For some purposes, it doesn’t matter. But getting it right means that:

  • renderers will display the outside faces properly: some ignore reversed faces altogether, so parts of your model wouldn’t show at all in a model rendered with an external application
  • Sketchup won’t treat as Solid anything with reversed faces, or (in the Pro version) handle solid intersection, union, or outer shell properly
  • 3d printers usually won’t work properly, or at all, if what they are printing isn’t solid, or has reversed faces
  • you drawing looks neater, and as if you know what you are doing!


I can highly recommend:

You will also like:

Good luck!


Thank you John. Colin and SRD5000.

It takes a lot of time to sit here and watch videos (and not be productive). What I am noticing watching some of these videos is that, for example, one will say you “can” outline your exterior walls then use the offset tool to bring it in and pull your walls up and then make a “group” out of them. Then you can work on your interior walls. BUT we are going to do it like this…draw everything out with the rectangle box, then go back and erase all non-essential lines and there you have it. But when I did that you saw the outcome. Colin said using the rectangle method will give me walls that didn’t need to be reversed, which wasn’t the case for me. Obviously I did something wrong. I’m going to have to print out everyone’s good suggestions here and go through them one by one. Thanks everyone.

And, I am getting ready to download the “fixed” file you created for me Colin. Hopefully I will see my errors. :blush:


He’s right if you draw rectangles round just a single run of wall - SU places a face on the ground planew ith its reverse side up, and when you PushPull that, you get the outsides of the walls ‘front face (white side) out’.

But it doesn’t always work that way, if there is other connected geometry in the same drawing context.


I’m mostly following you John, but the point of modeling a floor plan is to have connected rooms (geometry). So HOW do I make sure I’ll create walls that are facing the proper direction? Or must I just go through and manually select and change them with he revers command if I find any out of turn?

Colin fixed the reverse issue on my walls, but my walls still look hollow. I can see down through them. Shouldn’t they look solid? It’s looking more and more like I’m going to have to do another re-draw until I know (and understand) how to get the basic wall structure up properly. I realize I am trying to run before I’ve learned to crawl with this floor plan, but it’s our floor plan that is currently being built, (we would have had the foundation completed if it weren’t for all this rain from hurricane Harvey!) So you understand my reason for wanting to do this particular floor plan.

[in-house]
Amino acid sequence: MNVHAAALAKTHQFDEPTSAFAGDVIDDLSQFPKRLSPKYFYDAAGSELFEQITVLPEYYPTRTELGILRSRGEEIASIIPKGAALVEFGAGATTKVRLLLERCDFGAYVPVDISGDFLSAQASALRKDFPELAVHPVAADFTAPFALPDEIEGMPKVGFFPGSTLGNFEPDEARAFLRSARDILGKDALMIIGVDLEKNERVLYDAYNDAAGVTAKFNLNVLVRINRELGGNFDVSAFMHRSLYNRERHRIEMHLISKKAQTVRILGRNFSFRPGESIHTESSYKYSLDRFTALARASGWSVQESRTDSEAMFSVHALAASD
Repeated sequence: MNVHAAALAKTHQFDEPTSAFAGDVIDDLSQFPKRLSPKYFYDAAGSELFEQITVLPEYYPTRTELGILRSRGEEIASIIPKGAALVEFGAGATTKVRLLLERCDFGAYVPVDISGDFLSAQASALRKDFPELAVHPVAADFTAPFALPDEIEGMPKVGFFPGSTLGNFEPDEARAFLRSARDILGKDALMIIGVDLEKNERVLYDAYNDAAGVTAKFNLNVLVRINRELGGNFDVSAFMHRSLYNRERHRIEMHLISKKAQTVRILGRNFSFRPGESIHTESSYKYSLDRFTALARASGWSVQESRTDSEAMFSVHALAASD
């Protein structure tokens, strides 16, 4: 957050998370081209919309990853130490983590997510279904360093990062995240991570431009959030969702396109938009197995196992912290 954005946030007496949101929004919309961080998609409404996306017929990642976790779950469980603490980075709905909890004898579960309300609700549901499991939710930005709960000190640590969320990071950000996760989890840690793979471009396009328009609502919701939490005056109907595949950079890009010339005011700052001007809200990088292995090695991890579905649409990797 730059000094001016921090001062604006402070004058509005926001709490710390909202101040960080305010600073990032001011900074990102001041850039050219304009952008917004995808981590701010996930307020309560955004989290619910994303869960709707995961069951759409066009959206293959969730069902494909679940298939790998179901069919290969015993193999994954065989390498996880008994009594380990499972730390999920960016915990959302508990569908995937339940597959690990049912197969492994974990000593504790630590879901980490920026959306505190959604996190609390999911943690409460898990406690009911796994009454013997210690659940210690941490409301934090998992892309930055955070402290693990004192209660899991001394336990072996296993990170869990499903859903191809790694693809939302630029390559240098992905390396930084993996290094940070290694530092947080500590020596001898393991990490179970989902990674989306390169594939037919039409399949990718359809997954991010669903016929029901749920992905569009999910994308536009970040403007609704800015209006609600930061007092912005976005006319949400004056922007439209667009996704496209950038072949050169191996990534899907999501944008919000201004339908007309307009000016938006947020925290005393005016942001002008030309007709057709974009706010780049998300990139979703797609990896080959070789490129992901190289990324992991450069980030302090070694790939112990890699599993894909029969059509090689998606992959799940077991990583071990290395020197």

Well, there’s (as usual in SU) more than one way to do it.

I spent a little time (maybe 3/4hr max) starting from Colin’s model, and added wall tops, and subdivided the walls into a component for each room.

There is a little duplication of walls, since I wanted each room to be more or less complete.

See what you think of this. It might enable you to get started on the more creative aspects of your modelling.

I haven’t put in any doors or windows - I leave that to you.

But ask for help again if you need it, to avoid permanent frustration!

Test1 - walls and room (855.3 KB)


Ha-ha. I’m sure. While I have you John. Here is a screen grab shot of something I just did. I tried am trying another way of doing the walls by creating the outer walls first and then trying to go back in and work the interior walls, but after I grouped the outer walls I couldn’t use the push/pull tool to bring the walls back down. And when I Exploded the group and tried to push the walls back down they kept disappearing under the floor plan. In other words it wouldn’t sit flush on the floor so that I could see them and work from the new frame work. Do you have any idea why that might be?